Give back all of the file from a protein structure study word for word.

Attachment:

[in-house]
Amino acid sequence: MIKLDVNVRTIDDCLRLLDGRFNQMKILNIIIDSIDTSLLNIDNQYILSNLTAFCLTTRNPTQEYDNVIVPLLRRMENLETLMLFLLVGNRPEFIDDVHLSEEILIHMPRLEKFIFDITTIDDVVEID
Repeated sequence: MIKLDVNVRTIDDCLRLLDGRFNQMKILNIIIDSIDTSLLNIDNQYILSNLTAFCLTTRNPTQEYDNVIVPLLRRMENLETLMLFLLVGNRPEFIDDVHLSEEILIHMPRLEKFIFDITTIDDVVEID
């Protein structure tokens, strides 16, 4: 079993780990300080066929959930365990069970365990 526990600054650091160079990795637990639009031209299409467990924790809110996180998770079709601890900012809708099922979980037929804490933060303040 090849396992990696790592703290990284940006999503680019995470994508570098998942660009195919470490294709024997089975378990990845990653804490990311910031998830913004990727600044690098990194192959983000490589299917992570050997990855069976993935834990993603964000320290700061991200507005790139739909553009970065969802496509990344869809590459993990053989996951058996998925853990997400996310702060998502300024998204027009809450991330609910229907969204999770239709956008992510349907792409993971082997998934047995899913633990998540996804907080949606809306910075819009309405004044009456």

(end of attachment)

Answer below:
[in-house]
Amino acid sequence: MIKLDVNVRTIDDCLRLLDGRFNQMKILNIIIDSIDTSLLNIDNQYILSNLTAFCLTTRNPTQEYDNVIVPLLRRMENLETLMLFLLVGNRPEFIDDVHLSEEILIHMPRLEKFIFDITTIDDVVEID
Repeated sequence: MIKLDVNVRTIDDCLRLLDGRFNQMKILNIIIDSIDTSLLNIDNQYILSNLTAFCLTTRNPTQEYDNVIVPLLRRMENLETLMLFLLVGNRPEFIDDVHLSEEILIHMPRLEKFIFDITTIDDVVEID
């Protein structure tokens, strides 16, 4: 079993780990300080066929959930365990069970365990 526990600054650091160079990795637990639009031209299409467990924790809110996180998770079709601890900012809708099922979980037929804490933060303040 090849396992990696790592703290990284940006999503680019995470994508570098998942660009195919470490294709024997089975378990990845990653804490990311910031998830913004990727600044690098990194192959983000490589299917992570050997990855069976993935834990993603964000320290700061991200507005790139739909553009970065969802496509990344869809590459993990053989996951058996998925853990997400996310702060998502300024998204027009809450991330609910229907969204999770239709956008992510349907792409993971082997998934047995899913633990998540996804907080949606809306910075819009309405004044009456």